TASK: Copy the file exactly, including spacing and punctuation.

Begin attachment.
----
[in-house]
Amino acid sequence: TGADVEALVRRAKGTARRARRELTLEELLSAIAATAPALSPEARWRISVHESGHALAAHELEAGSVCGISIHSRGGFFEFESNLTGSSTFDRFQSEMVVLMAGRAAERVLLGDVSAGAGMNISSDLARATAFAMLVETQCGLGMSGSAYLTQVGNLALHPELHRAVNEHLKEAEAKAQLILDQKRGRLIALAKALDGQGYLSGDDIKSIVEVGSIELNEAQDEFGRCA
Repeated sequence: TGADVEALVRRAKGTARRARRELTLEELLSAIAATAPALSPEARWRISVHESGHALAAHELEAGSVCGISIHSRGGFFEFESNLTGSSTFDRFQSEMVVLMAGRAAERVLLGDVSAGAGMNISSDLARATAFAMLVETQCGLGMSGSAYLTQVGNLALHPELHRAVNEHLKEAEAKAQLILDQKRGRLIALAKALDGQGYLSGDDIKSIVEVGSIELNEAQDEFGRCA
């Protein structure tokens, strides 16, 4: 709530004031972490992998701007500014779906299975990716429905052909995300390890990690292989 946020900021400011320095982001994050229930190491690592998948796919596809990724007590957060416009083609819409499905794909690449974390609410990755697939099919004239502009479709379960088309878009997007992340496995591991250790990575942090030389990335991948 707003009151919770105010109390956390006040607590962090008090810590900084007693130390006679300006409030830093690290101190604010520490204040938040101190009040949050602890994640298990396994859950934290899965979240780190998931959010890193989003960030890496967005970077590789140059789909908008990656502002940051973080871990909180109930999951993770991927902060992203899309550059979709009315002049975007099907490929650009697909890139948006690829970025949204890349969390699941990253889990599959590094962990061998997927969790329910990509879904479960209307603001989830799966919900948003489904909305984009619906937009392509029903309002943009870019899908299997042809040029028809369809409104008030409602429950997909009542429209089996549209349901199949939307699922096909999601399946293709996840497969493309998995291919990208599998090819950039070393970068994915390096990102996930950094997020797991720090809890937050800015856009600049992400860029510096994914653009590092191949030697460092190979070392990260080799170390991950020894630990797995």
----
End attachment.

[in-house]
Amino acid sequence: TGADVEALVRRAKGTARRARRELTLEELLSAIAATAPALSPEARWRISVHESGHALAAHELEAGSVCGISIHSRGGFFEFESNLTGSSTFDRFQSEMVVLMAGRAAERVLLGDVSAGAGMNISSDLARATAFAMLVETQCGLGMSGSAYLTQVGNLALHPELHRAVNEHLKEAEAKAQLILDQKRGRLIALAKALDGQGYLSGDDIKSIVEVGSIELNEAQDEFGRCA
Repeated sequence: TGADVEALVRRAKGTARRARRELTLEELLSAIAATAPALSPEARWRISVHESGHALAAHELEAGSVCGISIHSRGGFFEFESNLTGSSTFDRFQSEMVVLMAGRAAERVLLGDVSAGAGMNISSDLARATAFAMLVETQCGLGMSGSAYLTQVGNLALHPELHRAVNEHLKEAEAKAQLILDQKRGRLIALAKALDGQGYLSGDDIKSIVEVGSIELNEAQDEFGRCA
């Protein structure tokens, strides 16, 4: 709530004031972490992998701007500014779906299975990716429905052909995300390890990690292989 946020900021400011320095982001994050229930190491690592998948796919596809990724007590957060416009083609819409499905794909690449974390609410990755697939099919004239502009479709379960088309878009997007992340496995591991250790990575942090030389990335991948 707003009151919770105010109390956390006040607590962090008090810590900084007693130390006679300006409030830093690290101190604010520490204040938040101190009040949050602890994640298990396994859950934290899965979240780190998931959010890193989003960030890496967005970077590789140059789909908008990656502002940051973080871990909180109930999951993770991927902060992203899309550059979709009315002049975007099907490929650009697909890139948006690829970025949204890349969390699941990253889990599959590094962990061998997927969790329910990509879904479960209307603001989830799966919900948003489904909305984009619906937009392509029903309002943009870019899908299997042809040029028809369809409104008030409602429950997909009542429209089996549209349901199949939307699922096909999601399946293709996840497969493309998995291919990208599998090819950039070393970068994915390096990102996930950094997020797991720090809890937050800015856009600049992400860029510096994914653009590092191949030697460092190979070392990260080799170390991950020894630990797995």